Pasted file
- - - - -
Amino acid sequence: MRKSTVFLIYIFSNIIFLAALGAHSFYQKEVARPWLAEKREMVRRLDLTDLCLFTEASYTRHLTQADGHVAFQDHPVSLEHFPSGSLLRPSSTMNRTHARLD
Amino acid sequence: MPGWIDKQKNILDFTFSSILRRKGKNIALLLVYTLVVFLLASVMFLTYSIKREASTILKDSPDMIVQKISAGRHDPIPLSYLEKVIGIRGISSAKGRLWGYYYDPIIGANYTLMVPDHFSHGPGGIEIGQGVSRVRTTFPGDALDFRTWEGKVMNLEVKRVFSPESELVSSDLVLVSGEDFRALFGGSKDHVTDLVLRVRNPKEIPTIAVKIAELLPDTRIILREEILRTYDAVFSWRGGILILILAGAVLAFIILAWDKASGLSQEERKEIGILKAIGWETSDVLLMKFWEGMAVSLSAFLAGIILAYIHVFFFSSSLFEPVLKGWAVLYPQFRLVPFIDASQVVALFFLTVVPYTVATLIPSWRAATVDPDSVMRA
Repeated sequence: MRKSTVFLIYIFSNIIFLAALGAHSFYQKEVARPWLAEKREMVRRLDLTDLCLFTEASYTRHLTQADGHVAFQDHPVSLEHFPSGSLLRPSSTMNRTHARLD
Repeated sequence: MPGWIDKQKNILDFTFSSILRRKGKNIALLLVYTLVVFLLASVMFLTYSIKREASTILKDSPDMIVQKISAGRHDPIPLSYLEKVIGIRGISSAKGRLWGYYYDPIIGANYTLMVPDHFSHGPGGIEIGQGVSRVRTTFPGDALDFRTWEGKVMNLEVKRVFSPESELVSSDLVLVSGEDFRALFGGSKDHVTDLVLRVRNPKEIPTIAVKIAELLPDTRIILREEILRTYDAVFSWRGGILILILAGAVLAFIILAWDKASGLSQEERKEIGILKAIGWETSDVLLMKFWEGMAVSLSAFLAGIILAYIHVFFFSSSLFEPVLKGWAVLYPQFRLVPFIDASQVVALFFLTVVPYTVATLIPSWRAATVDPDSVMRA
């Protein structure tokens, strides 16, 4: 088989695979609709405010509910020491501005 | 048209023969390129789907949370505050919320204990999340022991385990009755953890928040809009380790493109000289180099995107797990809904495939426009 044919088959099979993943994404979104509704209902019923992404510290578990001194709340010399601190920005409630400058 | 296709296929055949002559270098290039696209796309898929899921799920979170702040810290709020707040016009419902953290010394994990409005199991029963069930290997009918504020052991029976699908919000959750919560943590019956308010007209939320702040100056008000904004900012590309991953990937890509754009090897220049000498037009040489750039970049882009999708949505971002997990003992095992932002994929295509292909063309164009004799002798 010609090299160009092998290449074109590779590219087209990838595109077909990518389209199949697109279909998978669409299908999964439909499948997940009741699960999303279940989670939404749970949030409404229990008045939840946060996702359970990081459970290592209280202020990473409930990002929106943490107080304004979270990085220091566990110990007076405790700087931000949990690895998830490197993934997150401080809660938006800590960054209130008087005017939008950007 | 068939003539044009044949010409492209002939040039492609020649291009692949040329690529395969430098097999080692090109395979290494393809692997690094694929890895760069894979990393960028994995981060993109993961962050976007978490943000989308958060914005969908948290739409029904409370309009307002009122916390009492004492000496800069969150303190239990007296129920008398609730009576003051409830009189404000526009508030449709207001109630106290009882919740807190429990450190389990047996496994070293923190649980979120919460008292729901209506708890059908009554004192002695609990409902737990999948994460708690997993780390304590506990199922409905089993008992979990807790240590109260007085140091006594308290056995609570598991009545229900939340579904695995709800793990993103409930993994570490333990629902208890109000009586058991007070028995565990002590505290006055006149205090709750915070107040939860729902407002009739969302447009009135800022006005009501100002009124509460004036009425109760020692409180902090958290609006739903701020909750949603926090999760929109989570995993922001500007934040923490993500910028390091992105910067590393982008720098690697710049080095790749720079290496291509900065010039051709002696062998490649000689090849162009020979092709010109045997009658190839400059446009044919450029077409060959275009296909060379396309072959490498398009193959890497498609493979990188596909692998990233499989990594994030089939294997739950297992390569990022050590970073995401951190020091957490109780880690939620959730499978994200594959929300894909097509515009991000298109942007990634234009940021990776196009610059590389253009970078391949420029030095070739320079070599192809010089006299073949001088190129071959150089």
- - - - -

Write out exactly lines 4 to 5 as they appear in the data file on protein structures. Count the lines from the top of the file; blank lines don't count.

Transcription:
Repeated sequence: MPGWIDKQKNILDFTFSSILRRKGKNIALLLVYTLVVFLLASVMFLTYSIKREASTILKDSPDMIVQKISAGRHDPIPLSYLEKVIGIRGISSAKGRLWGYYYDPIIGANYTLMVPDHFSHGPGGIEIGQGVSRVRTTFPGDALDFRTWEGKVMNLEVKRVFSPESELVSSDLVLVSGEDFRALFGGSKDHVTDLVLRVRNPKEIPTIAVKIAELLPDTRIILREEILRTYDAVFSWRGGILILILAGAVLAFIILAWDKASGLSQEERKEIGILKAIGWETSDVLLMKFWEGMAVSLSAFLAGIILAYIHVFFFSSSLFEPVLKGWAVLYPQFRLVPFIDASQVVALFFLTVVPYTVATLIPSWRAATVDPDSVMRA
């Protein structure tokens, strides 16, 4: 088989695979609709405010509910020491501005 | 048209023969390129789907949370505050919320204990999340022991385990009755953890928040809009380790493109000289180099995107797990809904495939426009 044919088959099979993943994404979104509704209902019923992404510290578990001194709340010399601190920005409630400058 | 296709296929055949002559270098290039696209796309898929899921799920979170702040810290709020707040016009419902953290010394994990409005199991029963069930290997009918504020052991029976699908919000959750919560943590019956308010007209939320702040100056008000904004900012590309991953990937890509754009090897220049000498037009040489750039970049882009999708949505971002997990003992095992932002994929295509292909063309164009004799002798 010609090299160009092998290449074109590779590219087209990838595109077909990518389209199949697109279909998978669409299908999964439909499948997940009741699960999303279940989670939404749970949030409404229990008045939840946060996702359970990081459970290592209280202020990473409930990002929106943490107080304004979270990085220091566990110990007076405790700087931000949990690895998830490197993934997150401080809660938006800590960054209130008087005017939008950007 | 068939003539044009044949010409492209002939040039492609020649291009692949040329690529395969430098097999080692090109395979290494393809692997690094694929890895760069894979990393960028994995981060993109993961962050976007978490943000989308958060914005969908948290739409029904409370309009307002009122916390009492004492000496800069969150303190239990007296129920008398609730009576003051409830009189404000526009508030449709207001109630106290009882919740807190429990450190389990047996496994070293923190649980979120919460008292729901209506708890059908009554004192002695609990409902737990999948994460708690997993780390304590506990199922409905089993008992979990807790240590109260007085140091006594308290056995609570598991009545229900939340579904695995709800793990993103409930993994570490333990629902208890109000009586058991007070028995565990002590505290006055006149205090709750915070107040939860729902407002009739969302447009009135800022006005009501100002009124509460004036009425109760020692409180902090958290609006739903701020909750949603926090999760929109989570995993922001500007934040923490993500910028390091992105910067590393982008720098690697710049080095790749720079290496291509900065010039051709002696062998490649000689090849162009020979092709010109045997009658190839400059446009044919450029077409060959275009296909060379396309072959490498398009193959890497498609493979990188596909692998990233499989990594994030089939294997739950297992390569990022050590970073995401951190020091957490109780880690939620959730499978994200594959929300894909097509515009991000298109942007990634234009940021990776196009610059590389253009970078391949420029030095070739320079070599192809010089006299073949001088190129071959150089």